From: Ian McIver, October 2007

 The organ was shipped from North Tonawnda on 8 November 1928 to the Colosseum  theatre, Warsaw ( Poland ), where it was installed, judging by photographs, in chambers fronted by dummy pipes on either sides of the proscenium, the console in the centre of the pit.

 Use of the organ was apparently only during the silent film era; it came to an end in 1930, when sound film apparatus was installed at the Colosseum.  The organ was recorded in 1934 when it provided the sound track for a documentary film “Waraswa dawna i dzisiejsza”, which translates as “Warsaw Yesterday and Today”.  So far I have been unable to obtain a copy of either the film or its sound track, but I understand copies of the first part of it do exist on video tape.

   In 1936 it was removed to Roma Hall, Nowogrodzka Street , an establishment with religious connections, which in time became a philharmonic hall and later an opera house.  The Roma Hall somehow survived the destruction of most of the centre of Warsaw during WW2, but the organ did suffer considerable damage in the Warsaw Uprising, evidenced today by bullet holes in the swell shutters.  Not many Wurlitzers bear such honours of battle.  The hall was used during the Nazi occupation for meetings and later by the Communist authorities.  Some repairs were carried out by S Brzozowski in 1945-6, according to an inscription surviving inside one of the chests.

 In 1953 the instrument was dismantled and moved to storage in a building at 49 Nowogrodzka Street, housed  in a stairwell, not without sustaining further damage in the process .  Plans were formulated to use the organ in St John’s Cathedral and its parts were moved there.  Moves started to repair and reassemble the organ, but nothing concrete resulted except that parts from other war-damaged European theatre organs were collected to replace damaged and missing components.

 In 1967, the organ became the property of an organists’ training establishment at All Saint’s church, Grzybowski Square , where its increasingly battered remains were stored in the basement.  Here it suffered further depredations as parts were removed,  in some cases stolen, for use in other organs.  Eventually, by late 1989 what was left of the organ was moved to the Artibus Centre, where its restoration (or rather reconstruction) commenced.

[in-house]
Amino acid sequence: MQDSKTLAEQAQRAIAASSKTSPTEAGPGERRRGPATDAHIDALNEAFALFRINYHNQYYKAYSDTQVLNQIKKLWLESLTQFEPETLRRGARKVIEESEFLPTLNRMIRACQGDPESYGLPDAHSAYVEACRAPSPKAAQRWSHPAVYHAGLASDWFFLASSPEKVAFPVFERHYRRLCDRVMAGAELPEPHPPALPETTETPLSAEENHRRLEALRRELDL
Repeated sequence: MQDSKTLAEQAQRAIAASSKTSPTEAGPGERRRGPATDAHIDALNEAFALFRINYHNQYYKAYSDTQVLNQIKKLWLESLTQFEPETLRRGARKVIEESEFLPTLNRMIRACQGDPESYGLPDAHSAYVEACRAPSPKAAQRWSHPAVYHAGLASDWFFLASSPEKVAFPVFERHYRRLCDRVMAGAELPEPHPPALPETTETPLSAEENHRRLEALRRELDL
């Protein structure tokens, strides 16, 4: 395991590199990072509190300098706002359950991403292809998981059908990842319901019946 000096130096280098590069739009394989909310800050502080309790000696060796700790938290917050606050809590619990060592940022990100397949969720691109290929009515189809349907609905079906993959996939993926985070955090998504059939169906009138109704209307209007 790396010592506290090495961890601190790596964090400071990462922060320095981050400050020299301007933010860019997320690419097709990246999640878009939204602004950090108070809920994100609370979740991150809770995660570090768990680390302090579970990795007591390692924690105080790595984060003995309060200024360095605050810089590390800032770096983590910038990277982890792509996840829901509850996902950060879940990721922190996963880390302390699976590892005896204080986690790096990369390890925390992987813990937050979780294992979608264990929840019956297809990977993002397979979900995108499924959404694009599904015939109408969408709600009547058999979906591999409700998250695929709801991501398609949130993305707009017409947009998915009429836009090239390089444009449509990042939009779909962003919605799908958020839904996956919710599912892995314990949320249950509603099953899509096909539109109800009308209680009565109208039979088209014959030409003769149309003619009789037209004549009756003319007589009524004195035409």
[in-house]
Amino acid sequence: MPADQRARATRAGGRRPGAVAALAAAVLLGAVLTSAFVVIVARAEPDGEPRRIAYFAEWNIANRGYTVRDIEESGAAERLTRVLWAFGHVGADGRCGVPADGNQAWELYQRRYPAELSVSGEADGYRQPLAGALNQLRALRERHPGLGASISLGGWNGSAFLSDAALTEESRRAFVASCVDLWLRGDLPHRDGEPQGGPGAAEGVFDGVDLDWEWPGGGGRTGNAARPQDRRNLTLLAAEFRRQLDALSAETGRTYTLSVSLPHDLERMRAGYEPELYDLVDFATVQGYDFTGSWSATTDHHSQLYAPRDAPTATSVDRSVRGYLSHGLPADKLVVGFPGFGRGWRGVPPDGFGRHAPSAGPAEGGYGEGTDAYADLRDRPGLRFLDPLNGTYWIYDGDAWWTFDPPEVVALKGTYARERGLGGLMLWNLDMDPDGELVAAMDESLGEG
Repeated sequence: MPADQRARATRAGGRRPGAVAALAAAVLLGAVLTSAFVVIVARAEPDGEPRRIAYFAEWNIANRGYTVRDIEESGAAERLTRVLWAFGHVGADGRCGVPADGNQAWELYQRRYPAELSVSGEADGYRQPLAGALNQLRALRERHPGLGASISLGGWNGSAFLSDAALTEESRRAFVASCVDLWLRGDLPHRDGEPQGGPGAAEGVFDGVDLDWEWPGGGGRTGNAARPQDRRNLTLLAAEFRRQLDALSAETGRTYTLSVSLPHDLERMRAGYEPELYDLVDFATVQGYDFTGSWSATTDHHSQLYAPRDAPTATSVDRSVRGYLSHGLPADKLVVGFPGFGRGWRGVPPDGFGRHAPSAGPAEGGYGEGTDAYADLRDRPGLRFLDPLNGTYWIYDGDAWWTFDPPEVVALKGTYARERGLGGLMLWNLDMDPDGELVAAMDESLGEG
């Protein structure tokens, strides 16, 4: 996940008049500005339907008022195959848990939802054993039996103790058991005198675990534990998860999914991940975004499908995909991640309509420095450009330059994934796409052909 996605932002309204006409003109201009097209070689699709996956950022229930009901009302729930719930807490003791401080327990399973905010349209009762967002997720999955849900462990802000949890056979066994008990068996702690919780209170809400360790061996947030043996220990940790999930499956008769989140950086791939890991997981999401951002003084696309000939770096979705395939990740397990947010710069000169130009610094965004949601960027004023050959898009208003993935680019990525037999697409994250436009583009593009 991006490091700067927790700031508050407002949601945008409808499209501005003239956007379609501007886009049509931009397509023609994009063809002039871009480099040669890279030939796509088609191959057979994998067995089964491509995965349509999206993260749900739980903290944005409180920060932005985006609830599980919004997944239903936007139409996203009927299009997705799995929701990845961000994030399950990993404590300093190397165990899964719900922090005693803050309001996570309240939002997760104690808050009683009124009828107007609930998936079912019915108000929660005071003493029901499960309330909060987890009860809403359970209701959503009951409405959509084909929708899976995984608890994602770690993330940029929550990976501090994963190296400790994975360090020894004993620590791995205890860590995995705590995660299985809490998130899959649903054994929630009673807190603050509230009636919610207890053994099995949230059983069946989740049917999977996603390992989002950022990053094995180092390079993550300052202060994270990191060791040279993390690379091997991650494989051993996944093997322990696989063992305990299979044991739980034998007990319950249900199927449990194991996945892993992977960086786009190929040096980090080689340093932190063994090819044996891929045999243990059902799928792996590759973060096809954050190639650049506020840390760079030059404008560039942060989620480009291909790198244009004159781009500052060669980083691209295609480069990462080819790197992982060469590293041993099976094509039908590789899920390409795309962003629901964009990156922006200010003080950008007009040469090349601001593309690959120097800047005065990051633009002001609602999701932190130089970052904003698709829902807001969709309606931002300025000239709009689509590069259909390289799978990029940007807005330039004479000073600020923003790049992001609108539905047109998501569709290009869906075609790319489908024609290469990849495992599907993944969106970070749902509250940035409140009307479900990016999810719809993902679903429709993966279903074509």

In its present state it is difficult to determine how much Wurlitzer pipework it contains.  As a Style 190, it would have started life with the following ranks: Trumpet (#2 style), Open Diapason, Tibia Clausa, Clarinet, Violin, Violin Celeste, Flute, Vox Humana.

 According to the current specification and photographs it now contains the following six ranks:

Ø      Pryncypal         - with French-style mouths, rounded top and bottom, fitted with wooden bridges – definitely not Wurlitzer

Ø      Gamba             - Metal pipes – no clear photo.  Cannot say whether Wurlitzer or not – probably not, as these would have been the most fragile of all the pipes.

Ø      Flet kryty (“Critical Flute”)     -   No photo, so I cannot say whether it is the Wurlitzer Tibia or not

Ø      Flet koncertowy (Concert Flute)       -    Photo shows Hohl Flute-type pipe with arched upper lip, rather like Christie style. Some pipes have freins harmoniques – definitely not Wurlitzer

Ø      Saxofon        -    Pipes with wooden resonators – most likely of German manufacture

Ø      Vox Humana          -      Not Wurlitzer – resonators are too short and have regulation “flaps” at the top, rather than the Wurlitzer twist caps and holes.

 Some stopped wood bourdon basses might be Wurlitzer.

 Percussions seem to be a mixture of Wurlitzer and other manufacture.

 The console structure is basically Wurlitzer.  In view of the replacement of the pipework as described above, it is quite astonishing that immense efforts were taken to make exact copies for SOME replacement parts in the console, which still has its electro-pneumatic actions.  Efforts were made to achieve an exact match for two missing pedal keys, the music desk and the bench!  But this restoration work is largely belied by stopkeys that are not Wurlitzer style (no tip abbreviations) , nor even Wurlitzer colours – some tabs are blue. A plain panel replaces the stopkeys formerly on the backrail.

 I am unsure whether the organ is yet playing, as my information dates back a few years.  Without wishing to be unkind, I would suggest that to describe it as a restored or reconditioned Wurlitzer organ is stretching the facts somewhat.


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